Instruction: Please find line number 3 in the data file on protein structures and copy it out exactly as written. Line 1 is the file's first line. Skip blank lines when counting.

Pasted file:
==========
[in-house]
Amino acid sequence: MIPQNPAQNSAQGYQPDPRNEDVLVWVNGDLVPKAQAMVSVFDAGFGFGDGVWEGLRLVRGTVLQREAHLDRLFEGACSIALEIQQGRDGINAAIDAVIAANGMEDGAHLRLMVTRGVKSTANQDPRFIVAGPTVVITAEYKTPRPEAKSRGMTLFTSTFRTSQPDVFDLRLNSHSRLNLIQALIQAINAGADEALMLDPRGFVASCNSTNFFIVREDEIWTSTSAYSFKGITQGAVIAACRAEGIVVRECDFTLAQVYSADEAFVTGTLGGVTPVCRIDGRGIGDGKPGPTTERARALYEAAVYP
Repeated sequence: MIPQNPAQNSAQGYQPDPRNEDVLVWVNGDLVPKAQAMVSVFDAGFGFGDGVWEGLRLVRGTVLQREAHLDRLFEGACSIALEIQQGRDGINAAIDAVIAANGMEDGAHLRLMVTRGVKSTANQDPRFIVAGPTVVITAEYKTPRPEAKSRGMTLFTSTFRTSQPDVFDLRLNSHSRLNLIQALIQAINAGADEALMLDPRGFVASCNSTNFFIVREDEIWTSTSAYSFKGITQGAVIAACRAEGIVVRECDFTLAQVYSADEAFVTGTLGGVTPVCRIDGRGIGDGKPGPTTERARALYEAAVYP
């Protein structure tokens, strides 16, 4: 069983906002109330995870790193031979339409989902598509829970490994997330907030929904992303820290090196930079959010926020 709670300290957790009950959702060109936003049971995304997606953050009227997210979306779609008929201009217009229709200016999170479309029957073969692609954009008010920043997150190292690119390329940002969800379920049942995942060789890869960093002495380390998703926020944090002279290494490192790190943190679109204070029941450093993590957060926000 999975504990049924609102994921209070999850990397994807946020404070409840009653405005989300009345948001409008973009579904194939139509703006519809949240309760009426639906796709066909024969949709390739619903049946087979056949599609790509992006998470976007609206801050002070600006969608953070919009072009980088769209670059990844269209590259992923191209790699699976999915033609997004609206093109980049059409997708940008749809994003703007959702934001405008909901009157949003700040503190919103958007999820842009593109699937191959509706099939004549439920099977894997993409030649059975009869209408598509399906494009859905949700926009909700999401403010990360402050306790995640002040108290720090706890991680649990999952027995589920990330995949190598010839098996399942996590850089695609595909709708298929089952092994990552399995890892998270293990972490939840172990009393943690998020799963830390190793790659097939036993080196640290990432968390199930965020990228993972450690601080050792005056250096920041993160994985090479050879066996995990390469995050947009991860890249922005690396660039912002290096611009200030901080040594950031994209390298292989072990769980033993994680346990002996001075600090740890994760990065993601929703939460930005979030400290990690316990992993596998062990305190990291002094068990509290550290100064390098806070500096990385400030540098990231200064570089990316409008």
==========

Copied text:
Repeated sequence: MIPQNPAQNSAQGYQPDPRNEDVLVWVNGDLVPKAQAMVSVFDAGFGFGDGVWEGLRLVRGTVLQREAHLDRLFEGACSIALEIQQGRDGINAAIDAVIAANGMEDGAHLRLMVTRGVKSTANQDPRFIVAGPTVVITAEYKTPRPEAKSRGMTLFTSTFRTSQPDVFDLRLNSHSRLNLIQALIQAINAGADEALMLDPRGFVASCNSTNFFIVREDEIWTSTSAYSFKGITQGAVIAACRAEGIVVRECDFTLAQVYSADEAFVTGTLGGVTPVCRIDGRGIGDGKPGPTTERARALYEAAVYP